The American Michael DeBakey was one of the giants of twentieth-century surgery. His extraordinary career spanned eight decades, beginning in the 1930s and ending only with his death at the age of 99 in 2008. He is best known today as a pioneering cardiac surgeon, but in the early 1950s he and his then colleague Denton Cooley also revolutionised the treatment of aortic aneurysms. DeBakey was one of the first American surgeons to perform heart transplants, but perhaps his greatest contribution was in the development of mechanical circulatory support – miniature pumps, known today as ventricular assist devices or VADs, designed to give assistance to a failing heart.
DeBakey is something of a personal hero of mine; in fact it was a BBC documentary about him, filmed when the surgeon was in his late eighties but still very much active in the operating theatre, that first got me interested in the history of cardiac surgery. I feature his work frequently, and with great admiration, in my book about the history of cardiac surgery, The Matter of the Heart. So I was shocked to discover that DeBakey at the very least witnessed, and possibly even performed, forced sterilisations at the behest of the Nazi regime.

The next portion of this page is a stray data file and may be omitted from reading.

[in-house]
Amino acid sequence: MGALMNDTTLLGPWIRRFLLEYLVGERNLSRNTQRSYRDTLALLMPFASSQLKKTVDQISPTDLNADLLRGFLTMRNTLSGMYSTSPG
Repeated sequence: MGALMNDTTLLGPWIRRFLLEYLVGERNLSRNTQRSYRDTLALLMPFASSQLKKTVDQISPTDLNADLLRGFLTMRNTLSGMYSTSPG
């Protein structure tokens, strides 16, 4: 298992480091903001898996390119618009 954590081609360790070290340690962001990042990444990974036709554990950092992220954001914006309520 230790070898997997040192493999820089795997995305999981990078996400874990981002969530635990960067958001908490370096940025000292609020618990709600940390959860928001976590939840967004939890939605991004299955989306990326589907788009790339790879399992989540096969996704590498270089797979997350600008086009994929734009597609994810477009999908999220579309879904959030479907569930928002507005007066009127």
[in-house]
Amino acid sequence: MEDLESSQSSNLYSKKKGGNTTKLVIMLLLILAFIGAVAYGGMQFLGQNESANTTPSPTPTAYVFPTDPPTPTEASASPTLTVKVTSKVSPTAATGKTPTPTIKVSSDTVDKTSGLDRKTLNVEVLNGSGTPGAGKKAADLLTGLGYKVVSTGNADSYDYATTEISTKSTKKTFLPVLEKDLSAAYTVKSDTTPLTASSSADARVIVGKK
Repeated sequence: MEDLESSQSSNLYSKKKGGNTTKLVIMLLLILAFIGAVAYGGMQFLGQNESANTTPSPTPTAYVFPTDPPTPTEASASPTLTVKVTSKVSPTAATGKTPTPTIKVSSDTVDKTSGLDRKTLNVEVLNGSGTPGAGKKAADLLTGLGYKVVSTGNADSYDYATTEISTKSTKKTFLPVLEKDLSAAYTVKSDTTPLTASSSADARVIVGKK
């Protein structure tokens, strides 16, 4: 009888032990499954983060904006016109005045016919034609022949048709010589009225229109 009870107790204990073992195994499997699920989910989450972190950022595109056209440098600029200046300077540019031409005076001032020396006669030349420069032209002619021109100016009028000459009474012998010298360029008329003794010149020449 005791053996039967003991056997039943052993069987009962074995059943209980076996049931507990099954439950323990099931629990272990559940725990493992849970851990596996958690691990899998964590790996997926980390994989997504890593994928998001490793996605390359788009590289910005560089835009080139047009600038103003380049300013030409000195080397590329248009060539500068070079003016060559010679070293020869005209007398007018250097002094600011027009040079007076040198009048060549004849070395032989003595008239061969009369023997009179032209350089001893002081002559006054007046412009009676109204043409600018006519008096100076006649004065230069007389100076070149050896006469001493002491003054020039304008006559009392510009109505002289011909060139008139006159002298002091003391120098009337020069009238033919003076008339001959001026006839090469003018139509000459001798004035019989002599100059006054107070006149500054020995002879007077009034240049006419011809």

This may sound an extraordinary claim. But the evidence behind it is solid, and comes from the surgeon himself.
In 1972 the journalist Donald A. Schanche recorded many hours of interviews with Michael DeBakey as research for a biography he was intending to write. Schanche never completed this project, but the transcripts of the tape have survived, and were donated to the US National Library of Medicine. They are all available online, but seem to be little known. I have read them all, but for me the most surprising revelation comes in Tape 4, in which DeBakey talks about his early life.